A manorial corn mill has existed on or close to the present site of Heron Corn Mill since the 1096. Indeed, some Saxon place names suggest that this part of South Westmorland was used to cultivate corn well before that. In 1220 the Lord of the Manor gave the monks of St Marie’s York the right to grind their grain at the mill; and we know from surviving records that by the 15th century, it was one of forty watermills in existence in the district.
Through landowners’ wills and inheritances, the mill at Beetham was handed down within the manor of Haverbrack (then spelled Haverbreke), until it became known as “Heron Mill” in 1608. It was so-named because a mile north of its present site, there existed a heronry.
The present mill was built in 1740. It was one of two watermills at Beetham – one on each side the river – and the water rights were divided between them. By 1788, the mill opposite Heron Corn Mill had become a paper mill; it remains so to this day.
During the decade after the First World War, many mills converted from milling flour for human consumption, to milling animal feed. By 1927, Heron Mill was grinding only cattle feed for the Lancaster firm of W & J Pye. It continued grinding oats for animal feed until it closed in 1958, bringing to an end 900 years of commercial corn milling at Beetham.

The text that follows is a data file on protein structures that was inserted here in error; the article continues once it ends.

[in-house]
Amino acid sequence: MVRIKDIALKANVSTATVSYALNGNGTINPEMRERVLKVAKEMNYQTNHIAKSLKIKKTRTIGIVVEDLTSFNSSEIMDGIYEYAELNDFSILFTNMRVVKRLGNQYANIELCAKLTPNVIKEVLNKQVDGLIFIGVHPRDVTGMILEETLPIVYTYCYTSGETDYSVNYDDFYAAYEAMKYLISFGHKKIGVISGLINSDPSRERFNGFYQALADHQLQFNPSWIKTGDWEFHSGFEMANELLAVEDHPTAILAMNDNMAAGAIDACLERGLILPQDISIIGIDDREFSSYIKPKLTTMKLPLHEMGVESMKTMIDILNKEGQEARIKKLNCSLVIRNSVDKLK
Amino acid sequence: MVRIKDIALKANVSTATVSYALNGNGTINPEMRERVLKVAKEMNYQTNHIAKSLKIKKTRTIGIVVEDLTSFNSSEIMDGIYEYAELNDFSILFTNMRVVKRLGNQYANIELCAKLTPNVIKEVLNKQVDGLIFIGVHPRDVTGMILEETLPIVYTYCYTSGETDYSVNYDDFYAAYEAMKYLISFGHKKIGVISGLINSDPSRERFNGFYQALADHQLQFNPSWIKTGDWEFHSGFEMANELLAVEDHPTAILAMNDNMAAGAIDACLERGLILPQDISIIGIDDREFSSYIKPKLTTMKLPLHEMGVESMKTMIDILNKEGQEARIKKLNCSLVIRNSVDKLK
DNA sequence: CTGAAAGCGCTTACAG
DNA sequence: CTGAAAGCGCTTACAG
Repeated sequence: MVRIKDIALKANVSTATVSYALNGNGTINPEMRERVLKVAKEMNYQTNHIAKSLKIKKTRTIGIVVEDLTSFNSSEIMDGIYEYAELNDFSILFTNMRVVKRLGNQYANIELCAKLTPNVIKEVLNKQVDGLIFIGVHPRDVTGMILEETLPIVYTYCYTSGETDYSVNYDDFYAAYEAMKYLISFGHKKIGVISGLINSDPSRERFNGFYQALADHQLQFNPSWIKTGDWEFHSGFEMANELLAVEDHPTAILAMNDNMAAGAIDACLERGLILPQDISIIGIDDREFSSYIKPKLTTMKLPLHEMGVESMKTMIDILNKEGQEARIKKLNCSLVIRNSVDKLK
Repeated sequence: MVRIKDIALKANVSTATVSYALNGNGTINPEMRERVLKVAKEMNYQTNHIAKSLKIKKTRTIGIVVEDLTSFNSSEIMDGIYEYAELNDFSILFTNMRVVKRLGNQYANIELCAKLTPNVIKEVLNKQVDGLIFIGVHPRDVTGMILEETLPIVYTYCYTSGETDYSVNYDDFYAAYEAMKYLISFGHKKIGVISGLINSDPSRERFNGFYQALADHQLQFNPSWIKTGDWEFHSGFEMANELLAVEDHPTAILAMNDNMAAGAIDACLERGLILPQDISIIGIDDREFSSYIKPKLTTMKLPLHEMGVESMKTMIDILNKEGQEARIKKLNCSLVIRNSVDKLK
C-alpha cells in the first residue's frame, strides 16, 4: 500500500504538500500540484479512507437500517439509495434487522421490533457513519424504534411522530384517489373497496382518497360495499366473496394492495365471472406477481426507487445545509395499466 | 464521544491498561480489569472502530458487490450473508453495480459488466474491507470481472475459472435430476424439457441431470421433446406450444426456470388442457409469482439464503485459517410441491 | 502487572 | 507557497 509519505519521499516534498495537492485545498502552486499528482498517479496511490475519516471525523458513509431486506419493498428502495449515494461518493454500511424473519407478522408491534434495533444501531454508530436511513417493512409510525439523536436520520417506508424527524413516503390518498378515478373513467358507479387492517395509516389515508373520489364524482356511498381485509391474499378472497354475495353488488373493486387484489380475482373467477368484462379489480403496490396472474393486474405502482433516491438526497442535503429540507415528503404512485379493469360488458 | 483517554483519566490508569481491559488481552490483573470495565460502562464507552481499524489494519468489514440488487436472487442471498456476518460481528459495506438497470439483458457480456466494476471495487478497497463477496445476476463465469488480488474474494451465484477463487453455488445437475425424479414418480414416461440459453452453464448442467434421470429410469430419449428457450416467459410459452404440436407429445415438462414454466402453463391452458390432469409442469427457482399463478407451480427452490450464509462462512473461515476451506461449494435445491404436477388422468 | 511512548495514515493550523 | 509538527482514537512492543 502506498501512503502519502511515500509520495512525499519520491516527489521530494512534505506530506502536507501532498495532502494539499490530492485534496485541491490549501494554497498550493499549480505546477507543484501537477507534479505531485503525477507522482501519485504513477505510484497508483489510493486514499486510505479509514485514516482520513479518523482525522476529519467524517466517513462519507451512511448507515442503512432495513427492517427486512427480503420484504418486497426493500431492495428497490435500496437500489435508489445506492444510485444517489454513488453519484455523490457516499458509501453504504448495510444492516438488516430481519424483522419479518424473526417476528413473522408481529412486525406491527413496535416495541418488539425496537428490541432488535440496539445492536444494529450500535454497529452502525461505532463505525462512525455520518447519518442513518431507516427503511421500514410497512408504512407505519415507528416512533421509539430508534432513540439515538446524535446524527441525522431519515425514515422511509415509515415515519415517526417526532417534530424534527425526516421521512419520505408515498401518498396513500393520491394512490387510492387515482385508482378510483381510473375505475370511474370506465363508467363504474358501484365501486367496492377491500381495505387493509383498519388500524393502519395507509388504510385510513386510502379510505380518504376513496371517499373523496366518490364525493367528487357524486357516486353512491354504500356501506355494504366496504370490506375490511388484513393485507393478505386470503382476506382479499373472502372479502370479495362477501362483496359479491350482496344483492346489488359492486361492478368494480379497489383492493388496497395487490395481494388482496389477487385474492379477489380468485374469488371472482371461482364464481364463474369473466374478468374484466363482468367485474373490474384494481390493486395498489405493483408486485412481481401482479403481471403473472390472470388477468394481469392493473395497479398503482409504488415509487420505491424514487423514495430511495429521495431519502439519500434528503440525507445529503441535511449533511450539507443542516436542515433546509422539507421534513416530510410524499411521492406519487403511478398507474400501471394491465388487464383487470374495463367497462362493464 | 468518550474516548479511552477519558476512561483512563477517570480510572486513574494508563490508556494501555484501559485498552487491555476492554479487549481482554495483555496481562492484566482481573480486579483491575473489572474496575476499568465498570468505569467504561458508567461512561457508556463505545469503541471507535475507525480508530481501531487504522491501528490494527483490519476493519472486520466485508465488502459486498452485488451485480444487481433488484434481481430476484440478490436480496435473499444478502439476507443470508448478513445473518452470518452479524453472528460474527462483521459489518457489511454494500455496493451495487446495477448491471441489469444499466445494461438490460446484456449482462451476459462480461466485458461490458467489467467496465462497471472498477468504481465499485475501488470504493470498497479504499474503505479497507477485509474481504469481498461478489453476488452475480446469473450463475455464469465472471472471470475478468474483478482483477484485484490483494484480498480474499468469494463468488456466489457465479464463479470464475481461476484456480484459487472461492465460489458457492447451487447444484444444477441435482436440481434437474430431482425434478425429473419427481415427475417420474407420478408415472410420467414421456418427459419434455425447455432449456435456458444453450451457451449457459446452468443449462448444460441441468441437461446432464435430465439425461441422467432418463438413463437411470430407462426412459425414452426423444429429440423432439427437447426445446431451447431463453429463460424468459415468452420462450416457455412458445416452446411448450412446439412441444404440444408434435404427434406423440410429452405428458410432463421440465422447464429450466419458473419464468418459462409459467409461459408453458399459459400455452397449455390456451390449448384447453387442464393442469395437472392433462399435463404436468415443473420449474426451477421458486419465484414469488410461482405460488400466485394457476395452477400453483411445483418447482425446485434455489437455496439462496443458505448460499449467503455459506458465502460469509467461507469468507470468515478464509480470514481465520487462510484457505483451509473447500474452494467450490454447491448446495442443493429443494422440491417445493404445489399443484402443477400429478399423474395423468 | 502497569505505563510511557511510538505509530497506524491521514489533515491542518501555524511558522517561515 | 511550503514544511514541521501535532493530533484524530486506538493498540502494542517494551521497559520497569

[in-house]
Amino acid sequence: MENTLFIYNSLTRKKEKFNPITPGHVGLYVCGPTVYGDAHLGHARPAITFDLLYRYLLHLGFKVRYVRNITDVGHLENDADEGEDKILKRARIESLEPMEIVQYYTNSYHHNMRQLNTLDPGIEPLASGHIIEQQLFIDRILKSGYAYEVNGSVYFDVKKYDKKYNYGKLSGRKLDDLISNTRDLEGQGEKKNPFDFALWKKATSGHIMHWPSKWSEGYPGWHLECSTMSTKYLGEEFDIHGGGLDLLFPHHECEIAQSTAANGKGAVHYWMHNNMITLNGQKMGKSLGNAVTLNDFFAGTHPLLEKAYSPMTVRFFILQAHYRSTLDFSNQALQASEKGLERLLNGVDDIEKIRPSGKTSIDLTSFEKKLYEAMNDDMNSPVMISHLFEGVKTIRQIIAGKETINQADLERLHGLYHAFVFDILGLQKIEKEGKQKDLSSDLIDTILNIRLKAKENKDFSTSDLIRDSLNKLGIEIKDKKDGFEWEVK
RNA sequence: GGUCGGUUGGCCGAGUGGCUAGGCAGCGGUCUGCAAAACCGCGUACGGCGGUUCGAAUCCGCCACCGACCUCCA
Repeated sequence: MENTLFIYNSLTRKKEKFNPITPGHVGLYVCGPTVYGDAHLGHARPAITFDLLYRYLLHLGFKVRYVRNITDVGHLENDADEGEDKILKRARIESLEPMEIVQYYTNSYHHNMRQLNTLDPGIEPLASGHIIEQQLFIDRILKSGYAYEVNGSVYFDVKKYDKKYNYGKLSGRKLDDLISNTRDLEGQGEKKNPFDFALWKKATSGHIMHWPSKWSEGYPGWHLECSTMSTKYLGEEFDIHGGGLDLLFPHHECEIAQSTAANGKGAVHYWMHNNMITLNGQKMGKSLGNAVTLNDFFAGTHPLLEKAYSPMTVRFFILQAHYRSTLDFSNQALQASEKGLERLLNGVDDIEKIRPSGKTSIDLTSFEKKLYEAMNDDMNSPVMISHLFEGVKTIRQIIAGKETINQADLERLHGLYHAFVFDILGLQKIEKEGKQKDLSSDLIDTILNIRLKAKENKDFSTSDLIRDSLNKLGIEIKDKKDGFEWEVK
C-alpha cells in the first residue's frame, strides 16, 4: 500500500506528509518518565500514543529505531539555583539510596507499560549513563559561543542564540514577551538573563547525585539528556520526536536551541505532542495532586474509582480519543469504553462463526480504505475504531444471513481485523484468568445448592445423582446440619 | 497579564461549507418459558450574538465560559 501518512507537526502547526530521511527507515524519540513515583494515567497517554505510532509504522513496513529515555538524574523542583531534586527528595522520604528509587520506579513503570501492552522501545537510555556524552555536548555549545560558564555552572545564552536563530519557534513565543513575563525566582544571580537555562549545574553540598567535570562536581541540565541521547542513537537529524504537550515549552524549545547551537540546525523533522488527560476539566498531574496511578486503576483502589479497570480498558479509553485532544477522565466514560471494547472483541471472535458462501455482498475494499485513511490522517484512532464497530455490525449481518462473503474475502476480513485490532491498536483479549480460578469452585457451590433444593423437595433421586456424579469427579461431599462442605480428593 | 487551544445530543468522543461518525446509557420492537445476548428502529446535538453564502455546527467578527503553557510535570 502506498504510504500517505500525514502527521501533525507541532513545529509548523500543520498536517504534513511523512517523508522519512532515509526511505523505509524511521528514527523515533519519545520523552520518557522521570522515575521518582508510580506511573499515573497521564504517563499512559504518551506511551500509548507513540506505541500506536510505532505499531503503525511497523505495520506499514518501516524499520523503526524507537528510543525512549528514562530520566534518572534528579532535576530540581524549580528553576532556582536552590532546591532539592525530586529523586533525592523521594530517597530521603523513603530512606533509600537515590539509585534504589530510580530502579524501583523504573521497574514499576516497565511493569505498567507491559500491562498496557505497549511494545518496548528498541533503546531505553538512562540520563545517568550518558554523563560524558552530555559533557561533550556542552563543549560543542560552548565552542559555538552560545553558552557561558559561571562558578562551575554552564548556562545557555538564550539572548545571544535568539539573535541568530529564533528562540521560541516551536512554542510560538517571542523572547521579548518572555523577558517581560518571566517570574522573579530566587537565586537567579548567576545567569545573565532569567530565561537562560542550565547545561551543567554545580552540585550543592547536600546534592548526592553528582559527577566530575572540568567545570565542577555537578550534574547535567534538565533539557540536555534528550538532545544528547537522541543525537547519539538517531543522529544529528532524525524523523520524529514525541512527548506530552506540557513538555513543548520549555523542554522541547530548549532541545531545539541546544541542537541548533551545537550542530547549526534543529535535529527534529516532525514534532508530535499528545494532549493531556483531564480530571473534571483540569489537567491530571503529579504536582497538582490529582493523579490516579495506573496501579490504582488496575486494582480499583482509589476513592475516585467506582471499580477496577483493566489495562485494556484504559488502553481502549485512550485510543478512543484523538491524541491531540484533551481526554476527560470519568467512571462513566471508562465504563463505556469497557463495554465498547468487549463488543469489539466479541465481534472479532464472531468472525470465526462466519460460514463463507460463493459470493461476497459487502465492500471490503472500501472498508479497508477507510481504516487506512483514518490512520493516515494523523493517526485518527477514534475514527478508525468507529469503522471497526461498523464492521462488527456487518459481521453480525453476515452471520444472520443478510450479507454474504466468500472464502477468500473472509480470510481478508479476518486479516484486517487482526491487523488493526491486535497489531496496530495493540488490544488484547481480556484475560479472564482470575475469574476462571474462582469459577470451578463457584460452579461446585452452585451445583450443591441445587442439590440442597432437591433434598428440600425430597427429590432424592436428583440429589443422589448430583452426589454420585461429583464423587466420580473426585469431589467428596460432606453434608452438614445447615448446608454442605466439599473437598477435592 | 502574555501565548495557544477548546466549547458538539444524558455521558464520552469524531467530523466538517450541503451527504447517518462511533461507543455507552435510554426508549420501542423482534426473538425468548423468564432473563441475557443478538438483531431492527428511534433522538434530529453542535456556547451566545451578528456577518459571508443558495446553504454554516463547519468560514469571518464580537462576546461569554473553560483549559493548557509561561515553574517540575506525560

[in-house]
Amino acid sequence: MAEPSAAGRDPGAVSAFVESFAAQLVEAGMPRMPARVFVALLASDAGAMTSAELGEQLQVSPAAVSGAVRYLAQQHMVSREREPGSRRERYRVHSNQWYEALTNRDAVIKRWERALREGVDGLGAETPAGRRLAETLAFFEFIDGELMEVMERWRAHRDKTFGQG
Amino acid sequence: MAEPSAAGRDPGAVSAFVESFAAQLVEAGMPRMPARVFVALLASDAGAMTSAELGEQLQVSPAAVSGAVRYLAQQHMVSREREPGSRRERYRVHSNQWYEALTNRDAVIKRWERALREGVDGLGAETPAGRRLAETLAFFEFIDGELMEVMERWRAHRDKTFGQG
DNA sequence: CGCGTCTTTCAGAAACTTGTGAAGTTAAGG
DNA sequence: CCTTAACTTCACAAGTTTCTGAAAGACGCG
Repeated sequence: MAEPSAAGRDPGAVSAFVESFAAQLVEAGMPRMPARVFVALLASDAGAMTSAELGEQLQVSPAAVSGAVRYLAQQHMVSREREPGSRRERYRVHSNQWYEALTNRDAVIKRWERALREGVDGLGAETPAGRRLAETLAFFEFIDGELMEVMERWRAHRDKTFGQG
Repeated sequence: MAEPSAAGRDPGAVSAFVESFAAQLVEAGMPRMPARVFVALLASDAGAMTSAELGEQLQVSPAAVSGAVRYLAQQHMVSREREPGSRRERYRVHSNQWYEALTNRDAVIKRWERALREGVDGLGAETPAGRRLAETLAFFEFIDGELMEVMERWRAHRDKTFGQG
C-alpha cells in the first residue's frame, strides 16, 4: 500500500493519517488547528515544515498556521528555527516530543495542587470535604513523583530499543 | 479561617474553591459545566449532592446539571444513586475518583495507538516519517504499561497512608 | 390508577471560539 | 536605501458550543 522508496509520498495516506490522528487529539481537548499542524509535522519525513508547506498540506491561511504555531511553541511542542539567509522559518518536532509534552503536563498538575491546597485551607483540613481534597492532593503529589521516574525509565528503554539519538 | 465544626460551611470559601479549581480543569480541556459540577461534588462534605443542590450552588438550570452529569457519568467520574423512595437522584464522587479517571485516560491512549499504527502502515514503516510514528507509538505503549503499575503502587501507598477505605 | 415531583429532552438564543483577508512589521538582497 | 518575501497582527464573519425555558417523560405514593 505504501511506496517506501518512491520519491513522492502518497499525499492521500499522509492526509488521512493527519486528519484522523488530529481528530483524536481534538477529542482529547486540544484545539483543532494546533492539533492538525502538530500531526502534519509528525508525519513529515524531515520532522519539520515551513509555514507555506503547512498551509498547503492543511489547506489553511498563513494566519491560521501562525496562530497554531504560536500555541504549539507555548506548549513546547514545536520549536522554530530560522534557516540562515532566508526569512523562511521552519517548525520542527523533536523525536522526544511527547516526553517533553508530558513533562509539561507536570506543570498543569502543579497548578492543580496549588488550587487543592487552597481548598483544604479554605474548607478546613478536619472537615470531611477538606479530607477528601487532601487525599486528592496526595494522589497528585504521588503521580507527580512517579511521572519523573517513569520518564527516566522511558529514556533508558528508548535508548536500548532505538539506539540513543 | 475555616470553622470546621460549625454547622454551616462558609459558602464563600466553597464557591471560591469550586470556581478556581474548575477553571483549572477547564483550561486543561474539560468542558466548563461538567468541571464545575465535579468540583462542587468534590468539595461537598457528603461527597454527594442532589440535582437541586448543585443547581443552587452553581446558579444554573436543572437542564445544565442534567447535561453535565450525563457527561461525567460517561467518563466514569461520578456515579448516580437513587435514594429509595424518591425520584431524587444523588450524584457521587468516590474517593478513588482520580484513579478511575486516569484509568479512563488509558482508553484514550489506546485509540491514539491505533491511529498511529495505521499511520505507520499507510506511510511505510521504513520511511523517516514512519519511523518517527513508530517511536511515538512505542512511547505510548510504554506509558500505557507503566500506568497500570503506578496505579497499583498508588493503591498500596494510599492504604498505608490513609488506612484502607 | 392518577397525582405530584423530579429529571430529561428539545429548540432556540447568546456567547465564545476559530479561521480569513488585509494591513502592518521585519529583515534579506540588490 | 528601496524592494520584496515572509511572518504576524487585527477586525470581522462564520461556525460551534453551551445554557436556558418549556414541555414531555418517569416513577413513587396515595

Once the mill closed, its ownership returned the Dallam Estate and the buildings were turned over to agricultural storage, and even used as a hen house. Subsequently, it was bought by Henry Cooke Ltd – owners of the paper mill opposite – who formed Beetham Trust, a charity whose enthusiastic members began the considerable task of restoring the mill and its machinery. Their dedicated work came to fruition when Princess Alexandra opened it to the public in 1975.